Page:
ABOVE: Gus motoring on his little orange sled.
ABOVE: Gus motoring on his little orange sled.

Surfs been up – for shift workers

Bit of a mixed bag for us surfers this week.

As predicted, a low pressure system intensified and came up the Tasman. It produced some pretty solid swell but the majority stayed well offshore and headed to the tropics.

We did get some refracted south swell, but with very strong winds from the same source.

End result, to get shelter from the wind also meant shelter from the swell. Sadly for the weekend crew that's a bland recipe. Midweek saw the wind ease and swing north northwest. The residual swell turned east southeast and although reduced in size increased its period, giving it more thump. The sun came out to warm up some very sweet head-high beach breaks. It was all very nice for the shift workers, but not much use to the weekend crew.

This weekend is shaping up a little odd. Nobody is really sure what to call, because there is another possible east coast low on the cards. The modelling suggests that a band of low pressure will cross the East Coast some time today or early tomorrow. It looks like it will sweep straight across the Tasman, rapidly intensifying and throwing most of its energy towards New Zealand. Not so great for us. But these systems are unpredictable. If the high pressure behind it maintains the current trends, we'll see sunny days, northwest to southwest winds with possible afternoon sea breezes plus a fairly small maybe 1m short-period northeast swell that would swing through east and into the southeast, increasing slightly during Sunday to Monday.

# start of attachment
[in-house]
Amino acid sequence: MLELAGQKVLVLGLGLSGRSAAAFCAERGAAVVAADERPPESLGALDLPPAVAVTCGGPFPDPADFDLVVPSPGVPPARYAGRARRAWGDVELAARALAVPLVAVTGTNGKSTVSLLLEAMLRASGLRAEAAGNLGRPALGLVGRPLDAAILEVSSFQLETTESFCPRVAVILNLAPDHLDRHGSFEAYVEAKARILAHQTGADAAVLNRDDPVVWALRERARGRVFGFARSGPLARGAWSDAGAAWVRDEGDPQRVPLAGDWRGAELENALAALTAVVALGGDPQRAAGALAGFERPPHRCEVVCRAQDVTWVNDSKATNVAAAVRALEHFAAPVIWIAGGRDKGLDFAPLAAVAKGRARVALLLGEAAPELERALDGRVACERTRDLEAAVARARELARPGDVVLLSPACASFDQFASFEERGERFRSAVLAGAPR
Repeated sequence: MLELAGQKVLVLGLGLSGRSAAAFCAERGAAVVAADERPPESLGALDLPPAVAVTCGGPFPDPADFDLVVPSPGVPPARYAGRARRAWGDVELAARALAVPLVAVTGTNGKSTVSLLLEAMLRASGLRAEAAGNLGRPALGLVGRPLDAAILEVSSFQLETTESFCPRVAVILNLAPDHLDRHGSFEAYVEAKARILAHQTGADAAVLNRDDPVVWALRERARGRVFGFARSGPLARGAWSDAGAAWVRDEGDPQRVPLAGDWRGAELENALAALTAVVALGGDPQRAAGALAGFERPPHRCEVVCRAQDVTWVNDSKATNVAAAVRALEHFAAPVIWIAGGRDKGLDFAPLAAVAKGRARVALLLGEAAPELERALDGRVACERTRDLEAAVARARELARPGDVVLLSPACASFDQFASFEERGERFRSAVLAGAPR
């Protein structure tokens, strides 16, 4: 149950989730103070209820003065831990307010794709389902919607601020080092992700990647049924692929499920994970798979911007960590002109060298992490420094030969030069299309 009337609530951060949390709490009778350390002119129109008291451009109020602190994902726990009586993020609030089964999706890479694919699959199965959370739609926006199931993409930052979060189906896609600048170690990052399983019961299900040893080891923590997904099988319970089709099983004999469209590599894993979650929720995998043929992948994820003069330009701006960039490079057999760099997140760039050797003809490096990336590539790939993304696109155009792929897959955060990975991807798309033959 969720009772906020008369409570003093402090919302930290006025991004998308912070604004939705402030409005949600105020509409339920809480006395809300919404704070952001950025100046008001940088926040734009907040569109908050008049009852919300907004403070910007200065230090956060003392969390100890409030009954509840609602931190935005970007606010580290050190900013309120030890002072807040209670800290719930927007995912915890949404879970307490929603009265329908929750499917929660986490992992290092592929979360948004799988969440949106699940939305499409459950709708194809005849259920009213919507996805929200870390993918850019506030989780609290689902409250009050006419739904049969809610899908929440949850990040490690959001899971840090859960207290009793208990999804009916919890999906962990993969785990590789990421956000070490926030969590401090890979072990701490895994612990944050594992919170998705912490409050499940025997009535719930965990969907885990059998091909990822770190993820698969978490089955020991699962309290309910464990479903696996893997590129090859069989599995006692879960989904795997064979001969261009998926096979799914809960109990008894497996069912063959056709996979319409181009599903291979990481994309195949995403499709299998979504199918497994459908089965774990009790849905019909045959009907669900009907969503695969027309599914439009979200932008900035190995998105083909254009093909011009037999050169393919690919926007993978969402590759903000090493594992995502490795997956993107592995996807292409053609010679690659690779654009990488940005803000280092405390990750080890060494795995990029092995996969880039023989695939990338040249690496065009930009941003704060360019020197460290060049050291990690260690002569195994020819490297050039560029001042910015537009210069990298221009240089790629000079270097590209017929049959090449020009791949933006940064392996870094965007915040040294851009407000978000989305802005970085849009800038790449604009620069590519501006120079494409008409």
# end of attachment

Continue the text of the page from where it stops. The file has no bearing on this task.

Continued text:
If the high over the continent does not hold the low to the south-east as forecast, it could stall in the Tasman, producing a longer wind fetch. It may then turn to the north or northwest and drive back up the coast. A less likely scenario, yet not impossible, is if the high backs off just a little. Then we'd see an increased pulse in east to southeast swell on Sunday although how big is impossible to predict.

Bottom line here is if you like it small and clean then Saturday is probably the pick on the open beaches. If you're hoping for a little more size however, Sunday might produce an increased pulse of swell if we're lucky.

Sadly it seems that yet once again the best days will be during the working week.

Either way, make the most of it while you can. This coming spring could be a season of many long-lasting high pressure systems with north-east winds and we all know what that means around here.

Remember, have fun, wait your turn, and surf today like you want to surf again tomorrow.

Ben 'Bear' Bennink is a former professional longboarder and retired NSSA master coach. He writes for Pacific Longboarder Magazine and is semi-retired in Byron Bay where he is editor of inbyronbaytoday.com.



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